A representative from ACCM UK (Agency for Culture and Change Management) commented that Bedford Borough has over 100 dialects and some of these communities can’t read English, so Recovery Code X's written self-help guides will be of little use to them. “Verbal communication is the only way,” he said.

The Project Educate 2021 team agree that there’s more work to do, perhaps a whole new properly funded project, to effectively distribute the set of four Complex PTSD factsheets and podcasts to the people of Bedfordshire and Luton and raise awareness of the condition.

As one Recovery Code X volunteer put it: “The walking wounded are everywhere. Any retail outlet is a good place for leaflets, because they’ll have a percentage of very troubled people passing through their doors. And most companies know, it’s cool to care.”

For further information on Project Educate 2021 contact admin@recoverycodex.org

Wednesday 25th August 2021

Recovery Code X launches mental health initiative in bid to create awareness of Complex PTSD and reduce suffering during Covid19

After months of hard work and painstaking research, Bedford based community group, Recovery Code X, is pleased to announce the launch of a new mental health initiative aimed at raising awareness of Complex Post-Traumatic Stress Disorder (Complex PTSD) across the county and providing self-help guidance to sufferers, their friends, family and partners.

Photo (left to right) Sarah Harris, Juanita Puddifoot, Sorrel Pindar, Mayor Dave Hodgson, Anna Bragga

Photography by Mark Deg & Izzy Smart

Project Educate 2021 Stage One, funded by the National Lottery Awards for All, comprises four colourful A4 double-sided self-help factsheets and four corresponding podcasts aimed at helping people who have experienced prolonged interpersonal trauma and abuse better understand their symptoms and provide information on NHS treatments and complementary therapies.


The initiative comes at a time when the country is facing unprecedented pressure on mental health services and many people without previous experience of mental health problems are seeing their mental health and wellbeing decline.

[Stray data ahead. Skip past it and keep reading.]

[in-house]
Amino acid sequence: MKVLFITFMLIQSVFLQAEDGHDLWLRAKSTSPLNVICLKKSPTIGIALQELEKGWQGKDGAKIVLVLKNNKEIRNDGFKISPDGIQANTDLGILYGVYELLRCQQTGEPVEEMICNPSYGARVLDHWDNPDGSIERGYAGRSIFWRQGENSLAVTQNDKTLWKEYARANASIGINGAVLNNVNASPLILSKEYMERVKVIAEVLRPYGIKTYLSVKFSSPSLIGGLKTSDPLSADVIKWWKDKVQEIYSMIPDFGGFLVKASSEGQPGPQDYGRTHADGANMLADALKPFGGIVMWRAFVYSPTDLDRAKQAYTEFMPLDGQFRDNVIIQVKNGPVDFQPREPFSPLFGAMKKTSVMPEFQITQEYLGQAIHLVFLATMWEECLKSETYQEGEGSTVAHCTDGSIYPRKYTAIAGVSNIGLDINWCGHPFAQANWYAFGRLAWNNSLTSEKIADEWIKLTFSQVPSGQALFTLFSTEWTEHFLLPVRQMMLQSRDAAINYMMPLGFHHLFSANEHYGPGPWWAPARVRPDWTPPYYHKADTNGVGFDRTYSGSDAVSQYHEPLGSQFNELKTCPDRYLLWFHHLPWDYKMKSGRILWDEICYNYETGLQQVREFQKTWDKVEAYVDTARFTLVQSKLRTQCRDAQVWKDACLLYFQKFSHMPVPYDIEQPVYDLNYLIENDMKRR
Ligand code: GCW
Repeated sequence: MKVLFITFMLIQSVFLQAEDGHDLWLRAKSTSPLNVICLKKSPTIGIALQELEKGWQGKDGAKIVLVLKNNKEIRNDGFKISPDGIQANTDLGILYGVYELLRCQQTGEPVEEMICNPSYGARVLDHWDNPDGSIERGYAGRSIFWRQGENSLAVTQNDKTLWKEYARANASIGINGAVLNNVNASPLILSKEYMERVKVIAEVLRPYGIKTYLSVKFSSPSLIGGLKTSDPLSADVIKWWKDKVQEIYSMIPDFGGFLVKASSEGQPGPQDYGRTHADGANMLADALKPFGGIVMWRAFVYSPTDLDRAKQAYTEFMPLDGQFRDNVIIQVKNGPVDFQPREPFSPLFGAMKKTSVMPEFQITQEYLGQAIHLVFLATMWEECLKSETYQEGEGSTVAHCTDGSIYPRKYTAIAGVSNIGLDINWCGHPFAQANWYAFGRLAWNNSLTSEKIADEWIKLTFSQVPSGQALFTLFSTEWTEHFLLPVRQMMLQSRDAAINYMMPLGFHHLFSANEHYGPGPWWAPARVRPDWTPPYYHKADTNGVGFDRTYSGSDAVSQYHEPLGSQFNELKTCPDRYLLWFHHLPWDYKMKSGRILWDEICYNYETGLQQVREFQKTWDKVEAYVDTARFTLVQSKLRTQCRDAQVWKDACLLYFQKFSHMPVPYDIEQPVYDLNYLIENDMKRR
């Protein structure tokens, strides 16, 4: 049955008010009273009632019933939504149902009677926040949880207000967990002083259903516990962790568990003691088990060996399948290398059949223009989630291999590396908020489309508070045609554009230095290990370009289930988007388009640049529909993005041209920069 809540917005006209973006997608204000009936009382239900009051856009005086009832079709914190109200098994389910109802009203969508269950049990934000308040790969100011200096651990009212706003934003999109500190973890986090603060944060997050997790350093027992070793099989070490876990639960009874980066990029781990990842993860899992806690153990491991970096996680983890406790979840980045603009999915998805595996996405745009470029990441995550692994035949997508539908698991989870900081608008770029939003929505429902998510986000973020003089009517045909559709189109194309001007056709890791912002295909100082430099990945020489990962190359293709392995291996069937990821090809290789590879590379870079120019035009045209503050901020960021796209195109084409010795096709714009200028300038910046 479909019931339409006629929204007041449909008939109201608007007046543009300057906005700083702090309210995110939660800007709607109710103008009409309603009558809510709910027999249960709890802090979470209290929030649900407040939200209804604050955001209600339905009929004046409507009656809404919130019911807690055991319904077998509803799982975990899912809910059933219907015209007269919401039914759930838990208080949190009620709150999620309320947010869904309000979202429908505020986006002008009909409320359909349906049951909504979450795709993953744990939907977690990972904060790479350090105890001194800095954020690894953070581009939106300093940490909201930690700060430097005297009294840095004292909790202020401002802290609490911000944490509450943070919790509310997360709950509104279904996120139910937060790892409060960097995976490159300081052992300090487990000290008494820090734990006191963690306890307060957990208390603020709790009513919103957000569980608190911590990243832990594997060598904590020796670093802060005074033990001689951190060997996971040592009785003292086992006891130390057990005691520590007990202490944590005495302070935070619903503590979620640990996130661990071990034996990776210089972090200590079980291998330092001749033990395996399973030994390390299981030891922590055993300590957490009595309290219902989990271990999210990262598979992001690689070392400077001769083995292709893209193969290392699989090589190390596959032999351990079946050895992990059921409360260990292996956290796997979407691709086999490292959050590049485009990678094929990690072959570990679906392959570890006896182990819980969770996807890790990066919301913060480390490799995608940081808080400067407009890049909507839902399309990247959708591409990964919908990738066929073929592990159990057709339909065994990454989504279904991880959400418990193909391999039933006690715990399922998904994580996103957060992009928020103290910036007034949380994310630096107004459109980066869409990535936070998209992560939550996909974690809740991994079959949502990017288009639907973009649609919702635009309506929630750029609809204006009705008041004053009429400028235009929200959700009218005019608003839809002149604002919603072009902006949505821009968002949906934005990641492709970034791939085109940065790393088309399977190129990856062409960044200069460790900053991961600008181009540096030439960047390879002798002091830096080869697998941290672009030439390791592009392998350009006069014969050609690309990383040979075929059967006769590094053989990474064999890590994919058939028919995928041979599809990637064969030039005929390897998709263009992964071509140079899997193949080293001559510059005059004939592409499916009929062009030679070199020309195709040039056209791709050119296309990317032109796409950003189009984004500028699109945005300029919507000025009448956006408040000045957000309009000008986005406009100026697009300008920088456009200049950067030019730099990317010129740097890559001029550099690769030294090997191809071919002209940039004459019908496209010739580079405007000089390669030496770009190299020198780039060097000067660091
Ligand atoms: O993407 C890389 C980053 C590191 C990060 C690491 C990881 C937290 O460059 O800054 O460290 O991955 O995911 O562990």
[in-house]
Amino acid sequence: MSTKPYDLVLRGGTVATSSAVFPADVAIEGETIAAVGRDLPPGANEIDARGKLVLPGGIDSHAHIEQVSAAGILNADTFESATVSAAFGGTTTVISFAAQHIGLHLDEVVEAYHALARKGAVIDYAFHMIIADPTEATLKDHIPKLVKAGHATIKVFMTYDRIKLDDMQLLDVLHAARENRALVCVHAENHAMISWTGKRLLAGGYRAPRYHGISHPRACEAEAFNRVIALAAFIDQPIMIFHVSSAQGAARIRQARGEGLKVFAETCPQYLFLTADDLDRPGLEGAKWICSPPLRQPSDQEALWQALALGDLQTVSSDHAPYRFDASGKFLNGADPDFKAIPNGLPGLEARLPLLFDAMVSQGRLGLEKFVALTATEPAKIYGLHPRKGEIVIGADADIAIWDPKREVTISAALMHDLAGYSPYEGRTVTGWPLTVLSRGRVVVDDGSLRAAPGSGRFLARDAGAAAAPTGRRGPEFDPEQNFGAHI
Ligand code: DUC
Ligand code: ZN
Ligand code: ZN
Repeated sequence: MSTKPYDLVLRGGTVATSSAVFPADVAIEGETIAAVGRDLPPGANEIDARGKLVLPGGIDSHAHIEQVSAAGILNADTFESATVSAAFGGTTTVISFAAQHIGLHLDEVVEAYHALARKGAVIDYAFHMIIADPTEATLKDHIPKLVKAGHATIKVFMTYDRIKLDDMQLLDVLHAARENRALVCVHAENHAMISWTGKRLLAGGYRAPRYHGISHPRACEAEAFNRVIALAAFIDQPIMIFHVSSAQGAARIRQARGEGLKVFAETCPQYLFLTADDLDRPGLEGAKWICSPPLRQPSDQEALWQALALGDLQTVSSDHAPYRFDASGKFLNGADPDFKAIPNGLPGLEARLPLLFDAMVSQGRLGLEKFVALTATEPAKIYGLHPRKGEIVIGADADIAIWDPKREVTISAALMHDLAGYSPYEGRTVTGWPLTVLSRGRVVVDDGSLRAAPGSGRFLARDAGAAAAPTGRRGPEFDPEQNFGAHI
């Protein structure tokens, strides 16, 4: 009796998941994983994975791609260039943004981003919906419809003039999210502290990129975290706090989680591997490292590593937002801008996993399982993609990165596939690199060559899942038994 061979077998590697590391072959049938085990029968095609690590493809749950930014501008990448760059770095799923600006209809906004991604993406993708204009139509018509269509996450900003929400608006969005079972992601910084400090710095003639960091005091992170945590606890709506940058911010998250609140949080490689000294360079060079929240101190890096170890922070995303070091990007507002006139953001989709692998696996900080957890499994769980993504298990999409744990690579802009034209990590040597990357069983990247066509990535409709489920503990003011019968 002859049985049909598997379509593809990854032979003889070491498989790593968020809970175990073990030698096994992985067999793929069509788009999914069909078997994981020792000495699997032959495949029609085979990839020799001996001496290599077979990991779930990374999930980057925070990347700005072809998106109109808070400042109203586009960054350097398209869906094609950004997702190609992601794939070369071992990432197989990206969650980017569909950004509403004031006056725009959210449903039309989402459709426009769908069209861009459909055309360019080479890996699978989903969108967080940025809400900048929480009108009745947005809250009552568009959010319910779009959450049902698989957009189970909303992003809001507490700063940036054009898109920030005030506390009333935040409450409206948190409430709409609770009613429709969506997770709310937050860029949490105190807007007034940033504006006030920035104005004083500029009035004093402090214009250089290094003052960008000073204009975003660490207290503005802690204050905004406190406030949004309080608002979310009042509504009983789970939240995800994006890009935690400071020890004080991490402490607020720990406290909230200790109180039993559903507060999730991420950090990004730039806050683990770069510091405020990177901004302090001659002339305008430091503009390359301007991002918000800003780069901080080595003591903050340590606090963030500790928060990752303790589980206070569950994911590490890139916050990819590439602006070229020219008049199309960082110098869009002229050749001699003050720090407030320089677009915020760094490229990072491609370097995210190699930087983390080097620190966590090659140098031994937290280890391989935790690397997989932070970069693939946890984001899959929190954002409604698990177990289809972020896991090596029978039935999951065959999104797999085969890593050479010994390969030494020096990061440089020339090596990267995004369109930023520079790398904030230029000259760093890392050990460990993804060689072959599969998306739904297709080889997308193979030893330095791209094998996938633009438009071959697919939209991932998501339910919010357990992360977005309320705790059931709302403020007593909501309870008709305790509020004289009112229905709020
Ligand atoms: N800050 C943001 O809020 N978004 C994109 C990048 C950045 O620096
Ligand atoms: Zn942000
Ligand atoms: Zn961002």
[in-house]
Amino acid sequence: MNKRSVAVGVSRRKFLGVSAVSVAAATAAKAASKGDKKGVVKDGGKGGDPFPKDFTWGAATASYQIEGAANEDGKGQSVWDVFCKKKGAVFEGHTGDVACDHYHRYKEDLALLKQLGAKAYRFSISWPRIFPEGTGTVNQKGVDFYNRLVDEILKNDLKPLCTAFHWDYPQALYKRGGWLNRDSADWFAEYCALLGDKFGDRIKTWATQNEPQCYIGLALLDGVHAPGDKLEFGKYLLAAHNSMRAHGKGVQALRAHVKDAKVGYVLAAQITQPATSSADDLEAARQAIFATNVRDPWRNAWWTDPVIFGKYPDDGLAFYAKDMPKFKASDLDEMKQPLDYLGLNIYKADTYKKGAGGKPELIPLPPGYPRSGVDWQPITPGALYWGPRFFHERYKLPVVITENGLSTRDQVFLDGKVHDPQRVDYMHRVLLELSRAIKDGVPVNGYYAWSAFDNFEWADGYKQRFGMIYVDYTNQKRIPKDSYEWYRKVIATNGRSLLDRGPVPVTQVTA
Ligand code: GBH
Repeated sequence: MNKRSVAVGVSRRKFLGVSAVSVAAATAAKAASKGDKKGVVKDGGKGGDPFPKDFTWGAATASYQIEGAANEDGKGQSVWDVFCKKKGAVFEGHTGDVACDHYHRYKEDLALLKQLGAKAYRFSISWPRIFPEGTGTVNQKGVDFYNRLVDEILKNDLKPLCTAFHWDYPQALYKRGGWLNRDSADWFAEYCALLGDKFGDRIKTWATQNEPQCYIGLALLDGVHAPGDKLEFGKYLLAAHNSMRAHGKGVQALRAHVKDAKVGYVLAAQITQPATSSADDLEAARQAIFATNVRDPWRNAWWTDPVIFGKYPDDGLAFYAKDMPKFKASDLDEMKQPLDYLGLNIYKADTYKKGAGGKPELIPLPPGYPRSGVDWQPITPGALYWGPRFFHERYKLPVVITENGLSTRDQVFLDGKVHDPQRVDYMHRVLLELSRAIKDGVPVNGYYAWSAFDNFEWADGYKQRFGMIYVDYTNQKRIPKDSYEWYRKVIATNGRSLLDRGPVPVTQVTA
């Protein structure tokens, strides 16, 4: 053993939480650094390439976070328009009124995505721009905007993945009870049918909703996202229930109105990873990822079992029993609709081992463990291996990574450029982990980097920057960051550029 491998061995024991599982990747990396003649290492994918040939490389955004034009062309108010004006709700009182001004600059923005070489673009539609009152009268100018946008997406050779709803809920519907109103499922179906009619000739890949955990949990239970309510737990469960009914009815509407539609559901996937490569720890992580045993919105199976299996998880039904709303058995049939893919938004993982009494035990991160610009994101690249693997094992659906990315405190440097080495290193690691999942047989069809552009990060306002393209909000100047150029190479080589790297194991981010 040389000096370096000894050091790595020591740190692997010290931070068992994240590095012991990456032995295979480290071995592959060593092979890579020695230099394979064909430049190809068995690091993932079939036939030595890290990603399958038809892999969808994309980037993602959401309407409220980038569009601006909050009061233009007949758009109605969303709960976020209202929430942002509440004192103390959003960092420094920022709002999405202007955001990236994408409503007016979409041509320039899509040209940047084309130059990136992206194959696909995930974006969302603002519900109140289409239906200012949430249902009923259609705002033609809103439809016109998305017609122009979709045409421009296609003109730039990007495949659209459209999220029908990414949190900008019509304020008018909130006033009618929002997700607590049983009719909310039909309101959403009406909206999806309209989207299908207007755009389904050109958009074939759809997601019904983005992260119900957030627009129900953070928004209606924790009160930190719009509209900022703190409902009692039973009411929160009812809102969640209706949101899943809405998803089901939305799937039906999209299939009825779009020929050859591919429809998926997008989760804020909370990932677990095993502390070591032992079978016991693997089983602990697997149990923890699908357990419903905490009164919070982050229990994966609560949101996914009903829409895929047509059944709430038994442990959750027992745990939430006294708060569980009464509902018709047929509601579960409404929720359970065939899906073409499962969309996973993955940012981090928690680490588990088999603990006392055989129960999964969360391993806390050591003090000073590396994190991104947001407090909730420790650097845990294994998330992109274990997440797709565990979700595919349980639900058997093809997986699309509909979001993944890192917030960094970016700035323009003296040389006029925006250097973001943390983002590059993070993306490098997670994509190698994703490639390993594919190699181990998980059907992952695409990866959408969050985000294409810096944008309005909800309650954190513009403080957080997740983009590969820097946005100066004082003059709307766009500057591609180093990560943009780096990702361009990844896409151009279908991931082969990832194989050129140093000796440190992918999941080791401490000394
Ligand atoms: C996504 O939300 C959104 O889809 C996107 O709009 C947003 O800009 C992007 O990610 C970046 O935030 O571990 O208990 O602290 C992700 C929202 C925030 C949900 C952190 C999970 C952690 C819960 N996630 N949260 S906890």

Recovery Code X founder, Anna Bragga, said:


“We’d like to thank Bedford Mayor, Dave Hodgson, for supporting our project. We contacted him back in March asking for help and were lucky to meet him to discuss our work and get his advice on several questions we had.


“Our next priority is getting the factsheets and podcasts out to the public. We’re organising an online forum to discuss this with mental health professionals and support workers in September. This initiative is about self-empowerment at a time when many people are feeling confused, anxious and disempowered. If we can get just one person on the path to healing and recovery, the work will all have been worthwhile, if we can get twelve, we’ll be ecstatic.”


People interested in finding out more about Complex PTSD can join Anna in a series of interactive online workshops next month with the Bedfordshire and Luton Recovery College.


Thursday 11th March 2021

Recovery Code X wins National Lottery award to help people with Complex PTSD get through Covid pandemic

Recovery Code X, the Bedford-based community

group set up to help people navigate a way to better
health after long term inescapable trauma or abuse
and raise awareness of Complex PTSD, has been
awarded a grant from the National Lottery Awards for All.


REACHING OUT to survivors

The money will be used to produce and distribute print and audio resources to help people knowingly or unknowingly struggling with Complex PTSD in Bedfordshire during the Covid19 pandemic.


Project Educate 2021 Stage One will see the creation and distribution of self-help factsheets and podcasts for survivors, their friends and families in a Bedfordshire-wide campaign.


The guides will address the following themes:


·  Understanding Complex PTSD – for survivors

·  Supporting recovery: Do’s and Don’t’s - for friends and families

·  NHS treatments available during Covid19 and how to access them.

·  Holistic therapies survivors can access and the symptoms they address.


Studies have shown that education can reduce self-blame, shame and other negative thought patterns. It can be also be a catalyst for change, and the exploration of treatment options.

Founder, Anna Bragga, said: “Project Educate 2021 builds on our previous work running peer support groups. Effective distribution of the self-help resources will be key to the success of the project. Anyone interested in stocking copies of the double-sided flyers or obtaining the podcasts should contact Recovery Code X .”                                       

Enquiries: email admin@recoverycodex.org